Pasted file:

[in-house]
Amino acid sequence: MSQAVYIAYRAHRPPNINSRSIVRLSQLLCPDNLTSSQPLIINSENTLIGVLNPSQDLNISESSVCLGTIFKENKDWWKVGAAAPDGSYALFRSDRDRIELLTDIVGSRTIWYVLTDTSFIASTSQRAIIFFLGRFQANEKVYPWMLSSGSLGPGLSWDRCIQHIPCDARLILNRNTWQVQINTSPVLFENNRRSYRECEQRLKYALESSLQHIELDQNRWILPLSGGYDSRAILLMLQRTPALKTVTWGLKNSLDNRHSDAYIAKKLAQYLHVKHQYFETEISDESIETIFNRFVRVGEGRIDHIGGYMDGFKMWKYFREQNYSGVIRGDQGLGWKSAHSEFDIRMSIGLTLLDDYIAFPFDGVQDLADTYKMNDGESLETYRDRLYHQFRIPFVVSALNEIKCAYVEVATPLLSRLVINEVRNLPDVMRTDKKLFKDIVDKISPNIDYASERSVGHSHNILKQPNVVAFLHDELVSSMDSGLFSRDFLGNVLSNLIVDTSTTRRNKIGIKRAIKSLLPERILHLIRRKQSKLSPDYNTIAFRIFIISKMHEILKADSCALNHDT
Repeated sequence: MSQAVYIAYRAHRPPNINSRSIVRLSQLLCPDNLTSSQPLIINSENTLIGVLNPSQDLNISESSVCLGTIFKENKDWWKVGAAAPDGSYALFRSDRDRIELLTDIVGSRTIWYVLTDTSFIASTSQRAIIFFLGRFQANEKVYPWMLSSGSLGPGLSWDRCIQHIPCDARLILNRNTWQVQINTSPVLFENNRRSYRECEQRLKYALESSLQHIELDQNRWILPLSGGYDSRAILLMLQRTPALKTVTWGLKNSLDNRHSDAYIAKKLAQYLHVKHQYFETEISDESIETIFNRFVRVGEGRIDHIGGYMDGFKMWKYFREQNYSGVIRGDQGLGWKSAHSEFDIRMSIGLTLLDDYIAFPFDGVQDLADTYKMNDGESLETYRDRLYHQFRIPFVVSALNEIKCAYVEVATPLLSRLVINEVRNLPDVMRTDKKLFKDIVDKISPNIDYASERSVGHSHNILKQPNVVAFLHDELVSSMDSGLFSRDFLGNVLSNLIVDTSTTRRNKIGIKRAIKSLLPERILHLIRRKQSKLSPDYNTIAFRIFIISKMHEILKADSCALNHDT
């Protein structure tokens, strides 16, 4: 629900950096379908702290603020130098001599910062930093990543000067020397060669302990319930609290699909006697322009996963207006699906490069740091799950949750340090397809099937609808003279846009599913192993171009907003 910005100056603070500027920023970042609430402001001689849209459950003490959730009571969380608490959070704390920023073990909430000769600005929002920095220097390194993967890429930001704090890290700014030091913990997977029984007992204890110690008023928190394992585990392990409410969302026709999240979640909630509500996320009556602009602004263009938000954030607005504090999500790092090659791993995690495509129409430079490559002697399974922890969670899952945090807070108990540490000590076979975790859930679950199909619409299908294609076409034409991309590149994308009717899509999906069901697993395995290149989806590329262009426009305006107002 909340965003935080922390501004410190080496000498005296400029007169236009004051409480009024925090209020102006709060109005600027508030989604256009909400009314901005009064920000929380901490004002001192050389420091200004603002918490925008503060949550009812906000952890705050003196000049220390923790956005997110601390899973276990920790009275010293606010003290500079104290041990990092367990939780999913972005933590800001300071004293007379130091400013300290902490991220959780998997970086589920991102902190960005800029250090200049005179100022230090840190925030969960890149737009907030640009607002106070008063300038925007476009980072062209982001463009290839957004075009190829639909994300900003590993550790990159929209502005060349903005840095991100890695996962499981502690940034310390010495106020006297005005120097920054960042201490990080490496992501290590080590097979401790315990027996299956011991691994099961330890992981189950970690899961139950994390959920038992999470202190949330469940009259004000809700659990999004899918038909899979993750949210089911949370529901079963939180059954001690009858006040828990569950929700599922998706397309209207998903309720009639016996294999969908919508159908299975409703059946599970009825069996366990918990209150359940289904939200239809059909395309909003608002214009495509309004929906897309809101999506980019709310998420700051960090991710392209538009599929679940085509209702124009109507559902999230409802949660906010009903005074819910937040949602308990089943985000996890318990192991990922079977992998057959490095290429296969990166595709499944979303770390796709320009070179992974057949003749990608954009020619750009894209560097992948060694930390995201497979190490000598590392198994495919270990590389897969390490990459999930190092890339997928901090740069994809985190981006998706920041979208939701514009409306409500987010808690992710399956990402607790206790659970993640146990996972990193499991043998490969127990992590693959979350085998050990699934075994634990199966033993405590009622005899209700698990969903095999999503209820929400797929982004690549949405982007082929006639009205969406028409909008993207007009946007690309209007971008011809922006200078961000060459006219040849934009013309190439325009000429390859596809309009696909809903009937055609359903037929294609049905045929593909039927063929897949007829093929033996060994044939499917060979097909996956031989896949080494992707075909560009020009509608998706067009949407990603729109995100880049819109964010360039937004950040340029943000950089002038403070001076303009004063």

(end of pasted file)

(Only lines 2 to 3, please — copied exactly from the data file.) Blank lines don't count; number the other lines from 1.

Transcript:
Amino acid sequence: MSQAVYIAYRAHRPPNINSRSIVRLSQLLCPDNLTSSQPLIINSENTLIGVLNPSQDLNISESSVCLGTIFKENKDWWKVGAAAPDGSYALFRSDRDRIELLTDIVGSRTIWYVLTDTSFIASTSQRAIIFFLGRFQANEKVYPWMLSSGSLGPGLSWDRCIQHIPCDARLILNRNTWQVQINTSPVLFENNRRSYRECEQRLKYALESSLQHIELDQNRWILPLSGGYDSRAILLMLQRTPALKTVTWGLKNSLDNRHSDAYIAKKLAQYLHVKHQYFETEISDESIETIFNRFVRVGEGRIDHIGGYMDGFKMWKYFREQNYSGVIRGDQGLGWKSAHSEFDIRMSIGLTLLDDYIAFPFDGVQDLADTYKMNDGESLETYRDRLYHQFRIPFVVSALNEIKCAYVEVATPLLSRLVINEVRNLPDVMRTDKKLFKDIVDKISPNIDYASERSVGHSHNILKQPNVVAFLHDELVSSMDSGLFSRDFLGNVLSNLIVDTSTTRRNKIGIKRAIKSLLPERILHLIRRKQSKLSPDYNTIAFRIFIISKMHEILKADSCALNHDT
Repeated sequence: MSQAVYIAYRAHRPPNINSRSIVRLSQLLCPDNLTSSQPLIINSENTLIGVLNPSQDLNISESSVCLGTIFKENKDWWKVGAAAPDGSYALFRSDRDRIELLTDIVGSRTIWYVLTDTSFIASTSQRAIIFFLGRFQANEKVYPWMLSSGSLGPGLSWDRCIQHIPCDARLILNRNTWQVQINTSPVLFENNRRSYRECEQRLKYALESSLQHIELDQNRWILPLSGGYDSRAILLMLQRTPALKTVTWGLKNSLDNRHSDAYIAKKLAQYLHVKHQYFETEISDESIETIFNRFVRVGEGRIDHIGGYMDGFKMWKYFREQNYSGVIRGDQGLGWKSAHSEFDIRMSIGLTLLDDYIAFPFDGVQDLADTYKMNDGESLETYRDRLYHQFRIPFVVSALNEIKCAYVEVATPLLSRLVINEVRNLPDVMRTDKKLFKDIVDKISPNIDYASERSVGHSHNILKQPNVVAFLHDELVSSMDSGLFSRDFLGNVLSNLIVDTSTTRRNKIGIKRAIKSLLPERILHLIRRKQSKLSPDYNTIAFRIFIISKMHEILKADSCALNHDT